• United States



by CSO Contributor

68 Killed in Blast Near Iraqi Market, Police Station; Kerry Says Panel’s Term Should Be Extended; Attack on Ad Provider Slows Major Websites

Jul 28, 20042 mins
CSO and CISOData and Information Security

68 Killed in Blast Near Iraqi Market, Police Station

A suicide bomber plowed a vehicle intoa crowd of people outide a police station in Baqubah, Iraq, killing 68 and injuring at least 40 and maybe as many as 70 others, Iraqi officials said. According to a report by the Washington Post, the attack was the most lethan since the Iraqi interim government took over June 28. Terrorists hit the same police station six months ago. Among the casualties were 500 men who were standing in line to apply for jobs.

For more details, read The Washington Post.

Kerry Says Panel’s Term Should Be Extended

Senator John Kerry said Tuesday that the term for the panel investigating the 9/11 terrorists attacks should be extended another 18 months to ensure that its recommendations are given due consideration. Kerry made his remarks at a campaign rally in Norfolk, Va. According to a story in The New York Times, Kerry said that many of the commissions recommendations would have been adopted long ago if he were in office. Vice President Dick Cheney, at Camp Pendleton in California, also referred to the commission’s report in speech to 2,500 marines. Cheney said the report bolstered the administration’s case for war in Iraq.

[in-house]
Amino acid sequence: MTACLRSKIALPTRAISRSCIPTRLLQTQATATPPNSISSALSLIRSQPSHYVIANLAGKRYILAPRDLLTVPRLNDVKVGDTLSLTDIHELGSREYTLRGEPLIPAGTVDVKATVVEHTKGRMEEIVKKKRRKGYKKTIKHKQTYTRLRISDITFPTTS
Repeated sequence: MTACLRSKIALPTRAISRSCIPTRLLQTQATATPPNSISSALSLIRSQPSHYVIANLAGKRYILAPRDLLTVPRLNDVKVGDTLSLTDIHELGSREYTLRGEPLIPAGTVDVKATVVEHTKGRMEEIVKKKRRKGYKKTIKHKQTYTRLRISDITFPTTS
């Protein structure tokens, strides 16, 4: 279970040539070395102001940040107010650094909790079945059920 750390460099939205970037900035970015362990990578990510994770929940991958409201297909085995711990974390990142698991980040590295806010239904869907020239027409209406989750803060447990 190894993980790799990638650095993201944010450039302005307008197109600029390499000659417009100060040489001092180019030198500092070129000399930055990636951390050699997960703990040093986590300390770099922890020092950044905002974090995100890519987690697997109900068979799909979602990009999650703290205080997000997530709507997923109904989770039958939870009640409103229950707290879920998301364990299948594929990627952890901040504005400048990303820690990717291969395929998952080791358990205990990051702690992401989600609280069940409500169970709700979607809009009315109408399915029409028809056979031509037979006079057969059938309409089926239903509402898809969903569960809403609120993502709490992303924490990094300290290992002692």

Read the details in The New York Times.

Attack on Ad Provider Slows Major Websites

Many of the Web’s most popular destinations were not available to users for portions of Tuesday because of a cyberattack on DoubleClick, a company that serves ads to websites. According to a story in the Washington Post, DoubleClick’s servers began receiving a flood of bogus Web page requests at roughly 10:30 a.m. The ensuing bottleneck prevented many major sites from displaying ad images. According to the report, the hacker was able to hijack thousands of PCs that had prevoiusly infected by a virus to carry out the denial-of-service attack on DoubleClick.

For more details, read the story in the Washington Post.